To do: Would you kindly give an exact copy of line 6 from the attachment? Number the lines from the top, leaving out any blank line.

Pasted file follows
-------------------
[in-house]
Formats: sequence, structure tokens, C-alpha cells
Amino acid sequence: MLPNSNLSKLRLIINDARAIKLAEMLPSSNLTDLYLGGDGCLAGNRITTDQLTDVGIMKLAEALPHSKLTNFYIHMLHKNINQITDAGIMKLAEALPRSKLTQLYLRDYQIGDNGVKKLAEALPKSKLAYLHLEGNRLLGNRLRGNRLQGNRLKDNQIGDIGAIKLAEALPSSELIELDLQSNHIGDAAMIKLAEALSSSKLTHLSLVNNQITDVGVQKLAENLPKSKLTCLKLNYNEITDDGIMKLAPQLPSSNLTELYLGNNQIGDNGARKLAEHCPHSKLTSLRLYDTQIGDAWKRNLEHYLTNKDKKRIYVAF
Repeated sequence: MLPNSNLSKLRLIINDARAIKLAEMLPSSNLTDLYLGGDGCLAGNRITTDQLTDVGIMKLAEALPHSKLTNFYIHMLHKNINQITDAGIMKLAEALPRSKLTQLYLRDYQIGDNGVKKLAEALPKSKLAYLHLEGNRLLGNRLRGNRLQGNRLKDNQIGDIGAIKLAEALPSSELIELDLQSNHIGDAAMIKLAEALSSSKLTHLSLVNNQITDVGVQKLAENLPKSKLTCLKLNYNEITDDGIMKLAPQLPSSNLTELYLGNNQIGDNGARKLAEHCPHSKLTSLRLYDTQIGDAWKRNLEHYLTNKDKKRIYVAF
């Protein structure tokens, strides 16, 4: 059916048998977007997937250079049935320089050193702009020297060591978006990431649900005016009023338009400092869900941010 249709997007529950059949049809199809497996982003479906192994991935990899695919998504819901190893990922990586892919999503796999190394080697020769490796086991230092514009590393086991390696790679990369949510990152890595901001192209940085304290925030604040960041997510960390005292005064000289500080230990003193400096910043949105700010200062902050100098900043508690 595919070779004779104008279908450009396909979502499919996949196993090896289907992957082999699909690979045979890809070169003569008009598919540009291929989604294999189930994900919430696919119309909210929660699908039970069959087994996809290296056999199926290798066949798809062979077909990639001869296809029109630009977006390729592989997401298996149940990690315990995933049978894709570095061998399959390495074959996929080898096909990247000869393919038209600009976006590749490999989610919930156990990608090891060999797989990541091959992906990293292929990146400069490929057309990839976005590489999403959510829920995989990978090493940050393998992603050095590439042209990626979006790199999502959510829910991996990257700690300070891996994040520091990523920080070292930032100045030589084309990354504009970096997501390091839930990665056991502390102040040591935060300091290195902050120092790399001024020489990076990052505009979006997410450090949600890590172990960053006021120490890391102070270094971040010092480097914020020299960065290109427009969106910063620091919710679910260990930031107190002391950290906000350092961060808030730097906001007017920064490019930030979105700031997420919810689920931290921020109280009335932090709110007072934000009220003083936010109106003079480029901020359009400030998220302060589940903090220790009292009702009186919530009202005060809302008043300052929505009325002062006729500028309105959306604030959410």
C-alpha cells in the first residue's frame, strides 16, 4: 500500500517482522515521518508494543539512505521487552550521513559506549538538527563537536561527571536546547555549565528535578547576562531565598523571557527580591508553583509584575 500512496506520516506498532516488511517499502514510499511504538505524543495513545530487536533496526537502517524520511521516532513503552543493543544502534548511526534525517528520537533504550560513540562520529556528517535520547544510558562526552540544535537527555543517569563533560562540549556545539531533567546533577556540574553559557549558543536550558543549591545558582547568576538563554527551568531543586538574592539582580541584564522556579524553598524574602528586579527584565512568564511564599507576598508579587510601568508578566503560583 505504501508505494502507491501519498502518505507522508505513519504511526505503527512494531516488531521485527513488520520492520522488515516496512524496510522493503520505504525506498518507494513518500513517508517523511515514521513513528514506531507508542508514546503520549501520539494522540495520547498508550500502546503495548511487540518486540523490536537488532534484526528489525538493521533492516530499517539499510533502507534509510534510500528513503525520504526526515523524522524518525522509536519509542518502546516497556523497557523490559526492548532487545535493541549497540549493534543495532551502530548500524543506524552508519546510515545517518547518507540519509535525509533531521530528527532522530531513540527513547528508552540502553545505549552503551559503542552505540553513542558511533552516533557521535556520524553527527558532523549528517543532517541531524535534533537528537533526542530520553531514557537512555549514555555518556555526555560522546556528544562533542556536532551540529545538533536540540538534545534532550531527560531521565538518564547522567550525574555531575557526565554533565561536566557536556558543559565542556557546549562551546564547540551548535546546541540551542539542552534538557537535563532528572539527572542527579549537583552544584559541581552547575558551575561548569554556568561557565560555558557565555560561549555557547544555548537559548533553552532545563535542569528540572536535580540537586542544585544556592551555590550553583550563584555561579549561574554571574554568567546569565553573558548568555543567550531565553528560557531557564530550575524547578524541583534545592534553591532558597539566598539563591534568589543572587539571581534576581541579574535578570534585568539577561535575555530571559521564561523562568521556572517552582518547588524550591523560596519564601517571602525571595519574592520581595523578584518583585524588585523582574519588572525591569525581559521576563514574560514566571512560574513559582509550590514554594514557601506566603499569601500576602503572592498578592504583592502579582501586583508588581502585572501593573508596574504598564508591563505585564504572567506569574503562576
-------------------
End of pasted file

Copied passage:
C-alpha cells in the first residue's frame, strides 16, 4: 500500500517482522515521518508494543539512505521487552550521513559506549538538527563537536561527571536546547555549565528535578547576562531565598523571557527580591508553583509584575 500512496506520516506498532516488511517499502514510499511504538505524543495513545530487536533496526537502517524520511521516532513503552543493543544502534548511526534525517528520537533504550560513540562520529556528517535520547544510558562526552540544535537527555543517569563533560562540549556545539531533567546533577556540574553559557549558543536550558543549591545558582547568576538563554527551568531543586538574592539582580541584564522556579524553598524574602528586579527584565512568564511564599507576598508579587510601568508578566503560583 505504501508505494502507491501519498502518505507522508505513519504511526505503527512494531516488531521485527513488520520492520522488515516496512524496510522493503520505504525506498518507494513518500513517508517523511515514521513513528514506531507508542508514546503520549501520539494522540495520547498508550500502546503495548511487540518486540523490536537488532534484526528489525538493521533492516530499517539499510533502507534509510534510500528513503525520504526526515523524522524518525522509536519509542518502546516497556523497557523490559526492548532487545535493541549497540549493534543495532551502530548500524543506524552508519546510515545517518547518507540519509535525509533531521530528527532522530531513540527513547528508552540502553545505549552503551559503542552505540553513542558511533552516533557521535556520524553527527558532523549528517543532517541531524535534533537528537533526542530520553531514557537512555549514555555518556555526555560522546556528544562533542556536532551540529545538533536540540538534545534532550531527560531521565538518564547522567550525574555531575557526565554533565561536566557536556558543559565542556557546549562551546564547540551548535546546541540551542539542552534538557537535563532528572539527572542527579549537583552544584559541581552547575558551575561548569554556568561557565560555558557565555560561549555557547544555548537559548533553552532545563535542569528540572536535580540537586542544585544556592551555590550553583550563584555561579549561574554571574554568567546569565553573558548568555543567550531565553528560557531557564530550575524547578524541583534545592534553591532558597539566598539563591534568589543572587539571581534576581541579574535578570534585568539577561535575555530571559521564561523562568521556572517552582518547588524550591523560596519564601517571602525571595519574592520581595523578584518583585524588585523582574519588572525591569525581559521576563514574560514566571512560574513559582509550590514554594514557601506566603499569601500576602503572592498578592504583592502579582501586583508588581502585572501593573508596574504598564508591563505585564504572567506569574503562576